Thursday, February 11, 2021

Classics as War Literature


Unarguably, Homer, Virgil, Sophocles, Euripides, Aeschylus were the only classics for centuries.  In Western Europe, the Renaissance consisted of rediscovering these classics.  And key to these classics was the Trojan War.  The method for fighting that war changed little in succeeding centuries.  Even by Napoleon's time there was only a marginal difference.  His soldiers had bullets, but tactical attacks were made with bayonets.  In the midst of the American Civil War it was demonstrated that bayonet attacks against entrenched troops using rifles that could be reloaded quickly were destined to have unacceptable casualties.  Though this lesson should have been well understood by the First World War, it was not.  British, French and German soldiers were ordered to fix-bayonets and charge entrenched enemies equipped with machine guns.  Most had learned this lesson by World War Two, but the Japanese were famous for their banzai charges which were successful against poorly equipped Chinese, but suicide against the Marines who island-hopped using machine guns and rapid firing M1's.

Have there been "classics" written about warfare that is radically different from the way the Trojans and Achaeans fought?  What comes to mind?  All Quiet on the Western Front for example?   I see that as an antiwar novel whose author is pessimistic about WW1 tactics.  Improvements in communications let the people back home understand the nature of modern warfare and they were critical of it.  British and French populations were so traumatized by the devastating methods of their generals that they refused to adequately prepare for Hitler's initiation of WW II.  The U.S. had less excuse for being unprepared, but it had a history of isolationism as a result of being located between two oceans.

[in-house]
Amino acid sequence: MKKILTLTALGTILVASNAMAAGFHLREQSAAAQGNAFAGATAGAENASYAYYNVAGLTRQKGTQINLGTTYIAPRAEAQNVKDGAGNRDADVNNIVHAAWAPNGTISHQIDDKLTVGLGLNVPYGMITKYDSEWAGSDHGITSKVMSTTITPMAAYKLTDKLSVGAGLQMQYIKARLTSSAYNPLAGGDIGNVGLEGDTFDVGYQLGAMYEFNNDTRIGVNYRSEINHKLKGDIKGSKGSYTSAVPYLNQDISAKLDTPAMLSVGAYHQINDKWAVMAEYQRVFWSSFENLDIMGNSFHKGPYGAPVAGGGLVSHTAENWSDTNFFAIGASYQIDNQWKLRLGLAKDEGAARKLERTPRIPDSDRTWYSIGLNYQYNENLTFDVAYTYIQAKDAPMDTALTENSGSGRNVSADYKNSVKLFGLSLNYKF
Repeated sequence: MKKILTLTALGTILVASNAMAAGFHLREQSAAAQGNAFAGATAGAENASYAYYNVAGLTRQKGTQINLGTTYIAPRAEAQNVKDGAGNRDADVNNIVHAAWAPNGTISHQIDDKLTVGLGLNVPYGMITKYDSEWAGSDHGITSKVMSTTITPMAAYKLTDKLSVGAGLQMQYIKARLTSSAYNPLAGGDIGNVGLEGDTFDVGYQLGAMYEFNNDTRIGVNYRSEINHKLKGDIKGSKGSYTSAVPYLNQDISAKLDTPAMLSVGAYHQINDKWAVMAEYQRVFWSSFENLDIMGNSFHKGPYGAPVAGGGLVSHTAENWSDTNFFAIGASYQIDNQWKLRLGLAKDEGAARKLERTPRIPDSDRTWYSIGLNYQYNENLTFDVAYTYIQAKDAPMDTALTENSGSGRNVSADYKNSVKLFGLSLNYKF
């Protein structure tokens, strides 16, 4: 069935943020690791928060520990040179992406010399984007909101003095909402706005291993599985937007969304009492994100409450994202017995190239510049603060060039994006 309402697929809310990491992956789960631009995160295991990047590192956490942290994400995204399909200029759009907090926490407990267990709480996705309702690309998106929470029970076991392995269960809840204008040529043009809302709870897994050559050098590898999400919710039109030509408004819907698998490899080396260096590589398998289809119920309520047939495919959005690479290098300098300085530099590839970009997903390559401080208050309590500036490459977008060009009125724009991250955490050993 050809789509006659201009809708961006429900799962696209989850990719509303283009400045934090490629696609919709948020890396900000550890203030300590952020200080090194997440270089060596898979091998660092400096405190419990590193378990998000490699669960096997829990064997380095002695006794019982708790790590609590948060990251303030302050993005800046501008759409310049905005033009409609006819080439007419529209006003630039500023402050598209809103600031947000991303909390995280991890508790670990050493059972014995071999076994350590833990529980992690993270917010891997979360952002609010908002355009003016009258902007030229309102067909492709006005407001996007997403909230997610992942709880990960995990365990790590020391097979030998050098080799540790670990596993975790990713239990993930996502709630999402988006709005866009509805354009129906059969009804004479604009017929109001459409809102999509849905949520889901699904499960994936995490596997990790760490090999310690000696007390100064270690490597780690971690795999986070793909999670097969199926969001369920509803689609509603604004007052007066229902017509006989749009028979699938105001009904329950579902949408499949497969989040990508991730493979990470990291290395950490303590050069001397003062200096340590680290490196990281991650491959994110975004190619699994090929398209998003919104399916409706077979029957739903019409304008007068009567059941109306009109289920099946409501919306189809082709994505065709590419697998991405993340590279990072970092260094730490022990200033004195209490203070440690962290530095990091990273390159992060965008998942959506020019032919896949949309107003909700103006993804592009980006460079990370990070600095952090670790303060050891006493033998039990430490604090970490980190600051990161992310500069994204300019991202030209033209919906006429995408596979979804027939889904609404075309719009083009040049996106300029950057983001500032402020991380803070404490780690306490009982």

One might see modern warfare in a great state of flux and think it impossible to write a classic that will be pertinent for succeeding generations.  How would such a thing be possible when warfare is sure to be different?  I read Nelson DeMille's extremely well-written Up Country.  His protagonist, Paul Brenner thirty years after the Vietnam War in which he was an an accomplished and decorated combat soldier, returns for an Odyssey Up Country.  Rather than a Homeric as-it-happens trek, Brenner recalls significant events as he travels.  Rather than Gods and Goddesses thwarting him, he has a Communist Colonel who dogs him throughout his entire journey.  Odysseus thwarts Penelope's suitors and restores himself on Ithaca.  Paul Brenner thwarts the Communist colonel as well as corrupt American officials in Vietnam and returns safely to America. 

DeMille has the current advantage of writing in a modern language understood by English-speaking people everywhere and potentially translated into any modern language.  Homer has been translated into modern languages, but ancient Greek is translated into modern languages with uneven results.  Scholars of ancient Greek are regularly expressing unhappiness with earlier translations and creating new ones.  So, is there any possibility of a DeMille’s Up Country being thought equal to The Odyssey?   No.  The Odyssey is incomparable.  Even if DeMille is easier to read and understand than Homer, Homer has the prestige. Homer is in a sense the definition of “classic.” 

Imagine a college literature class 500 years from now.  It will still be valuing Homer, but will it value DeMille?  What could they say about him?  He may have had Homer in mind when he wrote Up Country and so isn’t as original.  Also, he wrote about a forgotten war between the U.S. and Vietnam; whereas no generation forgets the Trojan War.  Also, DeMille’s soldiers fight in a fashion that was used for a short time, but Homer’s soldiers fought using a method present at the dawn of history and subsequently used for hundreds of subsequent years.

Will anything being written today be current 500 years from now, be, in other words a “classic” at that time?  I’m reluctant to say “no,” but at the moment I can’t bring anything to mind.

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